Japanese car maker Toyota unveils a new humanoid robot that mirrors the movements of its remote operator, as Stuart McDill reports. Toyota CEO Akio Toyoda spoke at the company's earnings press conference in Tokyo on May 10. (Photo: Toyota Motor Corporation) Toyota reached a deal to explore a new battery partnership with Panasonic in a move that threatens to encroach on Tesla's territory, heightening the ongoing rivalry between the two automakers. Toyota and Panasonic said Wednesday that they are launching a "feasibility study" to investigate the technological potential of batteries that use prismatic cells, which are grouped together in pouches to power electric cars. The deal places Panasonic in the unusual position of straddling the technological and strategic divide between Toyota and Tesla. Panasonic already has a major partnership with Tesla to jointly manufacture a competing battery technology that relies on different batteries relying on cylindrical cells.


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One of the biggest potential pitfalls for developers of autonomous vehicles is psychological: Will most people trust the cars enough to ride in them? It might not be easy to win people over, but it's possible--if a Boston startup's recent tests are any indication. On Tuesday, NuTonomy co-founder and president Karl Iagnemma shared early reactions from people who have ridden in cars controlled by his company's software. "The feedback has been really interesting, and I would say overwhelmingly positive," Iagnemma said at a press briefing, during which NuTonomy and its parent company, Aptiv (NYSE: APTV), announced plans for a new Boston office focused on autonomous vehicles and other mobility technologies. "We've found," Iagnemma continued, "that once people get into one of these cars, typically there's a little bit of maybe nervousness or apprehension because it is a little surprising to see that wheel turn by itself for the first time.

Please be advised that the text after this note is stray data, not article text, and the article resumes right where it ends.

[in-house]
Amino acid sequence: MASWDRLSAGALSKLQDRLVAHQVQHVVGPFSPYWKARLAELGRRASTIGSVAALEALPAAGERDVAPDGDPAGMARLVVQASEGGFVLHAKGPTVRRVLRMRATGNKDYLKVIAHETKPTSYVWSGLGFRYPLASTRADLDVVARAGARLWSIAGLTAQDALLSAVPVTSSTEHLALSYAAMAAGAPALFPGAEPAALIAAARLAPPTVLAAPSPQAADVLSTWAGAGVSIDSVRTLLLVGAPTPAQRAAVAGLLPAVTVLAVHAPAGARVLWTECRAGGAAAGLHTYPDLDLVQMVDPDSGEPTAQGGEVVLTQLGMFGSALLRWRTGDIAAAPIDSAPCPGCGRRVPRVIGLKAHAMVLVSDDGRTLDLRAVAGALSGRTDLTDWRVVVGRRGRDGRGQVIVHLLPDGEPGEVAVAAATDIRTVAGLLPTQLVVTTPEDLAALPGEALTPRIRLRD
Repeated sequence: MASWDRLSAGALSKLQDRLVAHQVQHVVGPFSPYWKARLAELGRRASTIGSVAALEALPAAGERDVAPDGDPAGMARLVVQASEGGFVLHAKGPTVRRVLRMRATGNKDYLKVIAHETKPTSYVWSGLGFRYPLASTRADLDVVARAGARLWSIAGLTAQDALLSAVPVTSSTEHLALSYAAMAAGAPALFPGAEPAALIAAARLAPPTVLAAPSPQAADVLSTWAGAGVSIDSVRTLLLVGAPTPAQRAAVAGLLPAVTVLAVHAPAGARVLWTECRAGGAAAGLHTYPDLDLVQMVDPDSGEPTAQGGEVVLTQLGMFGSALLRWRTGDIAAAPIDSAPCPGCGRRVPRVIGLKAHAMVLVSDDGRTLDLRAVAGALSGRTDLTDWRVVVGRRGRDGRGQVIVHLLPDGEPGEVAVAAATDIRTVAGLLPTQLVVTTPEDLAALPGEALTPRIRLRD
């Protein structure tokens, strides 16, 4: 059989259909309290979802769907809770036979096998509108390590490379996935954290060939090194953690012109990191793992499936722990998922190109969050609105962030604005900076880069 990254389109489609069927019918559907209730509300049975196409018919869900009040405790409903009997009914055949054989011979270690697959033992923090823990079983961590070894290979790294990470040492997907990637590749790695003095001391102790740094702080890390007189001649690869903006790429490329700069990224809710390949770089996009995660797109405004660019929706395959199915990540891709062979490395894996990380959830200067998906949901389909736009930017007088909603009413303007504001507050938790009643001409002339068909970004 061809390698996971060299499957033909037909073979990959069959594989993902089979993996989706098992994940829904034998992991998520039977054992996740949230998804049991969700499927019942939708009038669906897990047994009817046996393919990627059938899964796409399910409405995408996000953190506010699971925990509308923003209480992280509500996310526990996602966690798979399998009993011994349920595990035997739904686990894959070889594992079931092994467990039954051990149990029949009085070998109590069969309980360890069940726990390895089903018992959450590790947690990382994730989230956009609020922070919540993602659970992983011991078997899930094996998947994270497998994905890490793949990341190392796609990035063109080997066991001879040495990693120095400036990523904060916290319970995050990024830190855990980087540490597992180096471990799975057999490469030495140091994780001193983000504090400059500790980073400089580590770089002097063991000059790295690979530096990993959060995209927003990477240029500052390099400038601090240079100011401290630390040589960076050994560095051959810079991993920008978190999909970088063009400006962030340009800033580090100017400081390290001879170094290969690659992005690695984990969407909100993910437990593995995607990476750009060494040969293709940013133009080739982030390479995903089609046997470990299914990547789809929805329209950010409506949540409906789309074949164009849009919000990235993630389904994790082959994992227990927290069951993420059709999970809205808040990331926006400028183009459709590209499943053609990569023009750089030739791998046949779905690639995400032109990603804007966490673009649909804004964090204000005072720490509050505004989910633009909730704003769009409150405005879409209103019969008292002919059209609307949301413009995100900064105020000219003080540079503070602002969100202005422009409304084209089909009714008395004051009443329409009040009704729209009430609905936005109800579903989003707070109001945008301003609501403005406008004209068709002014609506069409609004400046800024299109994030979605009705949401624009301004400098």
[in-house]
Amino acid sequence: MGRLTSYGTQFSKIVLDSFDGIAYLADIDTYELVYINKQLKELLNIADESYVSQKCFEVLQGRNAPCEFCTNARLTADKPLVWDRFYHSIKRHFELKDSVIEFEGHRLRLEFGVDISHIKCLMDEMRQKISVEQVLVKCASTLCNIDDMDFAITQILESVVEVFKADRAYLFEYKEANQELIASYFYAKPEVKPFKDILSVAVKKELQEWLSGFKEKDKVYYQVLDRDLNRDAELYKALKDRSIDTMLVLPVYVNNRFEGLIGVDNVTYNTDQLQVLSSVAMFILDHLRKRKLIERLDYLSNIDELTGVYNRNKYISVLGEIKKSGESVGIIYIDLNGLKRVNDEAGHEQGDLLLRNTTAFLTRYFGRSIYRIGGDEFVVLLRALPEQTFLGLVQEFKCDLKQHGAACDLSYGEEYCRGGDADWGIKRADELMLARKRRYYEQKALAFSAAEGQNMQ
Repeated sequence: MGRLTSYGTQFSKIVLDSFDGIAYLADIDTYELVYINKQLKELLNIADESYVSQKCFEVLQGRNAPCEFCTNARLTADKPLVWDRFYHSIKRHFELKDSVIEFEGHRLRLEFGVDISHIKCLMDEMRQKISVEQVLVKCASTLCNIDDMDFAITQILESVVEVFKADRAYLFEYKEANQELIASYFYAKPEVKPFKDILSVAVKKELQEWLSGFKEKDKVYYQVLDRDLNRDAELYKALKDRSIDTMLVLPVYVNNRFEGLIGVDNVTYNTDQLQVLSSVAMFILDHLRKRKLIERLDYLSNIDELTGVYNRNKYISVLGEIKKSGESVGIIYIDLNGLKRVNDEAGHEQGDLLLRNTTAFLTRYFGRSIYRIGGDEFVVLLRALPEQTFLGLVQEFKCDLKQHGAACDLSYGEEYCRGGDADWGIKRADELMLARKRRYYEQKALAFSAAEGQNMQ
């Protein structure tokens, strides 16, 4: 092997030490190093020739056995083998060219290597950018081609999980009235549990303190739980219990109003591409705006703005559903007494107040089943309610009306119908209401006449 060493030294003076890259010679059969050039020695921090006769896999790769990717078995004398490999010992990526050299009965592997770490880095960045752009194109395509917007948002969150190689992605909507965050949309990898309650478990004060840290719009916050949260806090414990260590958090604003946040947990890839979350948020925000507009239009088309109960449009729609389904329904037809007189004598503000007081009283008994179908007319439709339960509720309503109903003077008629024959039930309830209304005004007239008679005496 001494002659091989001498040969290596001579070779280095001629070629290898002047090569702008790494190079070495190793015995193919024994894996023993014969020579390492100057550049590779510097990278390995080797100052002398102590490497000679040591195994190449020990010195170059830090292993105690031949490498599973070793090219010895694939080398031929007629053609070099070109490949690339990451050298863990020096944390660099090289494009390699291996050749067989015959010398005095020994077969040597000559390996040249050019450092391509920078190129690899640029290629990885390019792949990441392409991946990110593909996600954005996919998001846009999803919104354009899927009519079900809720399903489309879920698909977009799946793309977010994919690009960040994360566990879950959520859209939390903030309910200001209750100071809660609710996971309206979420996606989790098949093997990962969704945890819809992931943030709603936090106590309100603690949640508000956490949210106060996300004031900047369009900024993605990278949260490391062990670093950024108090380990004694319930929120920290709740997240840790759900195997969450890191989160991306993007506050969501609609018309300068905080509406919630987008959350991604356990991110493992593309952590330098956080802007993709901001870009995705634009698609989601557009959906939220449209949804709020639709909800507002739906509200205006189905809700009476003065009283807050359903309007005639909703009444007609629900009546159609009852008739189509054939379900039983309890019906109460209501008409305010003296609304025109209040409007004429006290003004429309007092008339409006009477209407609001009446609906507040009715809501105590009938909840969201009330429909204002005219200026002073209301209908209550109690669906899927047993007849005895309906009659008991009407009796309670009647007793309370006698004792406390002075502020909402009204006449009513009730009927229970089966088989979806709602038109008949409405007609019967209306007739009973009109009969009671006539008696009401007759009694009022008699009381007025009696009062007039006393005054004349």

Hackers are the real obstacle for self-driving vehicles

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Before autonomous trucks and taxis hit the road, manufacturers will need to solve problems far more complex than collision avoidance and navigation (see "10 Breakthrough Technologies 2017: Self-Driving Trucks"). These vehicles will have to anticipate and defend against a full spectrum of malicious attackers wielding both traditional cyberattacks and a new generation of attacks based on so-called adversarial machine learning (see "AI Fight Club Could Help Save Us from a Future of Super-Smart Cyberattacks"). As consensus grows that autonomous vehicles are just a few years away from being deployed in cities as robotic taxis, and on highways to ease the mind-numbing boredom of long-haul trucking, this risk of attack has been largely missing from the breathless coverage. It reminds me of numerous articles promoting e-mail in the early 1990s, before the newfound world of electronic communications was awash in unwanted spam. Back then, the promise of machine learning was seen as a solution to the world's spam problems.